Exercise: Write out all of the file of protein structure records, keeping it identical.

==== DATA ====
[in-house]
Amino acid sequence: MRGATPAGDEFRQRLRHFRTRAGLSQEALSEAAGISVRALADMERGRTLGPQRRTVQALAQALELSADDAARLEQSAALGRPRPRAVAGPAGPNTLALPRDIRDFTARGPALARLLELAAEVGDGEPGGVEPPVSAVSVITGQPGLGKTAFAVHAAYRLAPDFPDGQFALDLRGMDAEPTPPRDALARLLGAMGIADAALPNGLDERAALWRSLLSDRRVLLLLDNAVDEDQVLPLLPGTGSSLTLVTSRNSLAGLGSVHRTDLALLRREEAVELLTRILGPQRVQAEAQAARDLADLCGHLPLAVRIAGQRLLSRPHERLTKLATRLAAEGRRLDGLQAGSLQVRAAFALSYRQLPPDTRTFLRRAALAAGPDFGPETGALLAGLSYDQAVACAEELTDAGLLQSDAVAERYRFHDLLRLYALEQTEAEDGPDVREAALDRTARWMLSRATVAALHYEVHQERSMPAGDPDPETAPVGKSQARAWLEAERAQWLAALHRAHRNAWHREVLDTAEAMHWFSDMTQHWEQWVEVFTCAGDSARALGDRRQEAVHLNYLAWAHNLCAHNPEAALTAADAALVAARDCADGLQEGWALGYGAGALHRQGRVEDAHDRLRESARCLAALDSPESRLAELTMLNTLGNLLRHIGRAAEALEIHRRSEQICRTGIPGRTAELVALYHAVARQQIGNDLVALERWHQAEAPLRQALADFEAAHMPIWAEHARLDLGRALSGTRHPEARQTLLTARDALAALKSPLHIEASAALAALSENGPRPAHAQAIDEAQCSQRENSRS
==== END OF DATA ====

[in-house]
Amino acid sequence: MRGATPAGDEFRQRLRHFRTRAGLSQEALSEAAGISVRALADMERGRTLGPQRRTVQALAQALELSADDAARLEQSAALGRPRPRAVAGPAGPNTLALPRDIRDFTARGPALARLLELAAEVGDGEPGGVEPPVSAVSVITGQPGLGKTAFAVHAAYRLAPDFPDGQFALDLRGMDAEPTPPRDALARLLGAMGIADAALPNGLDERAALWRSLLSDRRVLLLLDNAVDEDQVLPLLPGTGSSLTLVTSRNSLAGLGSVHRTDLALLRREEAVELLTRILGPQRVQAEAQAARDLADLCGHLPLAVRIAGQRLLSRPHERLTKLATRLAAEGRRLDGLQAGSLQVRAAFALSYRQLPPDTRTFLRRAALAAGPDFGPETGALLAGLSYDQAVACAEELTDAGLLQSDAVAERYRFHDLLRLYALEQTEAEDGPDVREAALDRTARWMLSRATVAALHYEVHQERSMPAGDPDPETAPVGKSQARAWLEAERAQWLAALHRAHRNAWHREVLDTAEAMHWFSDMTQHWEQWVEVFTCAGDSARALGDRRQEAVHLNYLAWAHNLCAHNPEAALTAADAALVAARDCADGLQEGWALGYGAGALHRQGRVEDAHDRLRESARCLAALDSPESRLAELTMLNTLGNLLRHIGRAAEALEIHRRSEQICRTGIPGRTAELVALYHAVARQQIGNDLVALERWHQAEAPLRQALADFEAAHMPIWAEHARLDLGRALSGTRHPEARQTLLTARDALAALKSPLHIEASAALAALSENGPRPAHAQAIDEAQCSQRENSRS